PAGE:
Some had fled to mainland Europe, but three of the men fled to America. This story is about them and the individuals who befriended or supported them in America.


The American Regicides

There were three regicides who fled to America:

·        John Dixwell (1613-1689). Initially fled to Germany for a few years, then to America. He spent some time with Whalley and Goffe in Hadley, MA, then moved to New Haven Colony where he lived under the assumed name of James Davids for the remainder of his life. Because those tracking down the regicides believed that he had died in Germany, they were not looking for him in America and so he had an easier time once he began using an alias. However, his supporters knew his real identity.

·        Edward Whalley (c. 1607-c. 1675). Initially fled to Cambridge, MA, briefly to Dedham, MA, then to New Haven Colony, and finally to Hadley, MA. While in New Haven Colony they were being pursued by English agents and so spent time in several different places (I’ll not go into all the details here).

·        William Goffe (c. 1605-c. 1679). Son-in-law of Edward Whalley and accompanied him throughout his years in America. Believed to have moved to Hartford, CT, following the death of Whalley.

As you read the stories of these men, both in the above books, and in the above linked Wikipedia articles, you will find the names of many who helped these men during the final decades of their life spent hiding in America. Listed below, in alphabetical order, are all those mentioned as either harboring or otherwise assisting these regicides. For each individual, I have documented the connection to the greater Pierpont family of CT (in some cases there are multiple connections).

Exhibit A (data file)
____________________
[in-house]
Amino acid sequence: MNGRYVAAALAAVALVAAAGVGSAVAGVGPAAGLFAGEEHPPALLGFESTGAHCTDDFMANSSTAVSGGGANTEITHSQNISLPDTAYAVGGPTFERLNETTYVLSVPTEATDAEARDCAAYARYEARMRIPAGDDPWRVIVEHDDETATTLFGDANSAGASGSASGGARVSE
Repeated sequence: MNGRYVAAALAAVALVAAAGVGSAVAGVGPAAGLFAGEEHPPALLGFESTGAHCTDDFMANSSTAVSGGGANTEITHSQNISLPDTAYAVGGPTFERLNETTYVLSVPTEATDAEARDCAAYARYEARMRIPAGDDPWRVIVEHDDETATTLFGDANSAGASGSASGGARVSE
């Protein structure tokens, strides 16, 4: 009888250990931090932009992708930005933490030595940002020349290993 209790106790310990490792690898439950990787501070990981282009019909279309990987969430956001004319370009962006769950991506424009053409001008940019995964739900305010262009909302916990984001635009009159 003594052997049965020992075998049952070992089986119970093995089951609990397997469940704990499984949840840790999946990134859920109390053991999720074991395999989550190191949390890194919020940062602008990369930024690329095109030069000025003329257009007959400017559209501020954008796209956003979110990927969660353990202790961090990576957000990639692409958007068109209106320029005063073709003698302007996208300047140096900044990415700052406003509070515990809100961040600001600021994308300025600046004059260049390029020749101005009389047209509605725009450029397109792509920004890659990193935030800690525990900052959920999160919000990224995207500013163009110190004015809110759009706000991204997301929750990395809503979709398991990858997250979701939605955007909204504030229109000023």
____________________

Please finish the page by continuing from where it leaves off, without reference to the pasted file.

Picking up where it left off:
There are 24 individuals listed below. Of these 20 are connected to the greater Pierpont Family (to Rev. James Pierpont or his descendants). It is possible that there are other connections that I have not found, or even connections for those for whom I have not been able to identify any. Genealogical research for individuals back in the 1600s is fraught with difficulty, especially when often I had only a last name and place but no first name. And I had no dates of birth or death for any of these individuals to start with.

Nonetheless, it is obvious that the members of the Pierpont family have more than a few connections to these three men.


The Friends of the Regicides

·        Gov. James Bishop (1625-1691)

o   Great*9 uncle of my aunt, Barbara Leete [Bishop] Pierpont, who I have also noted below under William Leete


·        Thomas Bull (c.1605-1684), Hartford

o   My great*10 grandfather via the mother of my grandfather, Harold Pierpont


·        ??? Burrill, accompanied William Jones and Richard Sperry in hiding regicides at Judge’s Cave, believed to have been a laborer on Sperry’s farm

o   Only last name known, not enough to establish any connection


·        Rev. John Davenport (1597-1670), first pastor of New Haven, CT

o   Grandfather-in-law of Rev. James Pierpont as James’ first wife was Abigail Davenport


·        Elizabeth [Allerton] Eyers/Ayers (1653-1740)

o   My second cousin, 10 times removed, through common ancestor, William Brewster